But this is not a book for every reader! Unless you have known the fire that quickens the conscience towards your fellow man you may not find Mr. Williamson’s points to your taste. . . .
Western Morning News, 11 May, 1933 – headed: ‘DEVON TRAGEDY RECALLED’
[After a long introductory passage and several quotes throughout] . . . The story certainly is wistful and unusual, yet entrancingly set on Dartmoor, principally in the ruined castle keep of Lydford village and the gorge of the river Lyd . . .
“The Star-born” is enriched with many full-page wood-engravings by C. F. Tunnicliffe, whose design and craftsmanship . . . lend distinction . . .
[The very last paragraph reveals the reason for the somewhat obscure heading – it is referring to a new edition of The Old Stag (Putnam’s, 5/-) and the ‘tragedy’ is that of the red deer Stumberleap, swept away in the swollen river: based on a real ‘famous thunderstorm’ when the river rose many feet in an incredibly short time, and the deer was swept out to sea, along with of course 15½ couple of hounds.]
Birmingham Post (unsigned), 16 May 1933 (this short succinct review is quoted in full – the writer fully grasped (though a trifle overflowingly!) the essentials of the book and HW):
Knowledge, for Mr. Williamson, is the quest of human happiness and truth, and all the roads of his life have led towards that end. Step by step he has formed and manifested the belief that if we would restore our sense of eternal truths and elemental verities, the way lies not in the conservation of material things, but by conserving the spiritual home of all humanity and by the protection of living things – a belief that the countryside holds everything needed for the satisfaction of man’s wants, whether mental, physical or spiritual. All that most men make much of has little meaning for him, and throughout his works he has always professes the same active faith, crying of the inevitable ruin that awaits a busy though aimless generation which has learnt to control every force but the tumult of his own soul.
The “Star-born” is a final summation of his beliefs, and a broken-hearted lament because the Kingdom of Heaven is by no means at hand. An extravagant fantasy, conceived and executed with a magnificent integrity of feeling, it baffles description. One is tempted to leave it quiet, for to get the best from it the work needs to be approached in a spirit of sympathy and understanding equal to the author’s. Beyond the mere story are deeps of truth and a subtle beauty so gravely and delicately drawn as to be almost impossible of analysis. From the race of man a child is taken by Spirits of the Earth; he returns to bear the Light, living in human form on the Earth awhile. Failing in his purpose, and mocked and derided, he finally departs to join that immortal company of strangers who, likewise, suffered and were persecuted when carrying the Light among men. It is a strange spiritual adventure, rendered beautiful in a prose which has the essential quality of poetry and is an inspiration to all whose eyes are not closed to the world of simple things.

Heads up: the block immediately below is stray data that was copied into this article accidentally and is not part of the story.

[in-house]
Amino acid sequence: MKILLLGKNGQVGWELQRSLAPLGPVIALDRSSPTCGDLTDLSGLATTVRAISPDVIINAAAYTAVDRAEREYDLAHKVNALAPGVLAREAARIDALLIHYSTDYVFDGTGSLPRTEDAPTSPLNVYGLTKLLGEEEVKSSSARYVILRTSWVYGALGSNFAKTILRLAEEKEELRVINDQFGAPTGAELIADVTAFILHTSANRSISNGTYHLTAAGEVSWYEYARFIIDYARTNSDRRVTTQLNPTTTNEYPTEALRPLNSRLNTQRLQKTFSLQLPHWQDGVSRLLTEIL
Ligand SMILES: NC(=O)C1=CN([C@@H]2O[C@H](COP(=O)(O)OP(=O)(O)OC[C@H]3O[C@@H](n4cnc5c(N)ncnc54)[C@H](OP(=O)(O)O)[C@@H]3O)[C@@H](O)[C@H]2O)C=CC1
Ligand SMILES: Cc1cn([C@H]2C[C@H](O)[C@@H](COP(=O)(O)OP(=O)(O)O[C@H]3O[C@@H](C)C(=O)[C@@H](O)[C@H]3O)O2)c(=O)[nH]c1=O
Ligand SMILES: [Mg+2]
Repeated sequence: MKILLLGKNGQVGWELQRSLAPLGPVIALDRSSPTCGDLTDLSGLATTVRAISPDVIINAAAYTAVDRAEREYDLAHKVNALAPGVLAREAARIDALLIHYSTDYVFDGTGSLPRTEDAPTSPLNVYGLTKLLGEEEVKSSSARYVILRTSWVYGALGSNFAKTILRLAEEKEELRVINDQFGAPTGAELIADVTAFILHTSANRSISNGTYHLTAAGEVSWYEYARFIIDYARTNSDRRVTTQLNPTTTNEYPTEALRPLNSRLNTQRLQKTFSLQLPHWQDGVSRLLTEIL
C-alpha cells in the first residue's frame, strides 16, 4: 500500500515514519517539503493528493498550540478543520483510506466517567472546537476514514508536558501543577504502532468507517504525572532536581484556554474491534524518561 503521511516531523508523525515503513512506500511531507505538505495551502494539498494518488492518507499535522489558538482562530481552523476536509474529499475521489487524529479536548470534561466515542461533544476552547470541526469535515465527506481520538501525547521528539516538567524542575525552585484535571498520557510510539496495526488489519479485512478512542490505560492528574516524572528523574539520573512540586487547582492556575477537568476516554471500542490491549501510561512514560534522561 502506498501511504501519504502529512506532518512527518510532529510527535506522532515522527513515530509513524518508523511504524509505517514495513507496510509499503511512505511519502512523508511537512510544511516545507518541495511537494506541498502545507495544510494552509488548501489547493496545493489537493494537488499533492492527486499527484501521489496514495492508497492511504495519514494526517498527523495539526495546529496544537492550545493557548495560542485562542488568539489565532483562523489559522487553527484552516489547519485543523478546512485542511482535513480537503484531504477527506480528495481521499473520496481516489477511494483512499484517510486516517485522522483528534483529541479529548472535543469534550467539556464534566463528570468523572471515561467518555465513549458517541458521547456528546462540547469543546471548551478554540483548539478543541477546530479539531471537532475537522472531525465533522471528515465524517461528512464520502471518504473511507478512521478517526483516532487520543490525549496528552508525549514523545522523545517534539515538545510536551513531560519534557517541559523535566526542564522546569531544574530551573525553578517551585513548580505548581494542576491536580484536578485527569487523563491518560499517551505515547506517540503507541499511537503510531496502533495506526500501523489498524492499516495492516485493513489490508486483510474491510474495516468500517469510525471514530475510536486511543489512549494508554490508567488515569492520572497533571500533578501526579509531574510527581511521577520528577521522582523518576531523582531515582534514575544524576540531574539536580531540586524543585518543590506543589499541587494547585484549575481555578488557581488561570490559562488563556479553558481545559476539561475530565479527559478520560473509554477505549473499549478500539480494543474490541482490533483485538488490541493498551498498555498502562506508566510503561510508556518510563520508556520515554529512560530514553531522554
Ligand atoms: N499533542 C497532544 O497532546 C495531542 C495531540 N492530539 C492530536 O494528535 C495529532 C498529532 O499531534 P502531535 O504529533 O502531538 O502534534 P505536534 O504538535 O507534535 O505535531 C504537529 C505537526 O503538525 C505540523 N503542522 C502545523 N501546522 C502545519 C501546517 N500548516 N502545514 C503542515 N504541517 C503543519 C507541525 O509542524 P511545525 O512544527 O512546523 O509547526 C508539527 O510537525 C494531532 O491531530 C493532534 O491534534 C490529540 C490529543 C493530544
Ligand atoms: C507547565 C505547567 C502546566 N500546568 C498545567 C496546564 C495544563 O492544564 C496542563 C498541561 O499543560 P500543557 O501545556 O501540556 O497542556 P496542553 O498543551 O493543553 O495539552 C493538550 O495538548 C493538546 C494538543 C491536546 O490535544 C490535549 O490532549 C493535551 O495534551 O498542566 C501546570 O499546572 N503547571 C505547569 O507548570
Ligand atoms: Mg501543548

The very few reviews in the archive for the 1948 edition are thin and little more than a notification of the publication of this new work: however, it may be that others do exist?
A strange coincidence
A Dutton Broadsheet dated 14 July 1928 (these weekly ‘Book News’ broadsheets are 12” wide x 21” long) announcing (in an item at the bottom of the page accompanied by a photographic drawing) ‘HENRY WILLIAMSON WINS HAWTHORNDEN PRIZE’ included also the following item written by Duke N. Parry:
‘ARE THE STARS INHABITED?’
‘Sir Francis Younghusband Not Only Believes They Are But Says They Must Be’
This is in fact a review for Life In The Stars by Sir Francis Younghusband, who believed that these higher beings, being ‘finely sensitive to excellence they would be finely sensitive to evil’ – and ‘Music must play a fundamental part in the lives of these higher beings’, and much else. The reviewer ends: ‘the author thinks it possible that the life hereafter will carry men and women to life on the stars as their reward of virtue’.
This cannot have influenced HW’s own thoughts (The Star-born being finalised in 1924), but it is a strange coincidence here.
The cover of the 1933 limited edition, with the signed certificate:
The dust wrapper for the 1933 trade edition, featuring Tunnicliffe's marvellous wood-cut of a barn owl and skull, not printed in the book:
The 1948 revised edition:
Cedric Chiver's 1973 re-issue of the 1933 edition, published for the library market: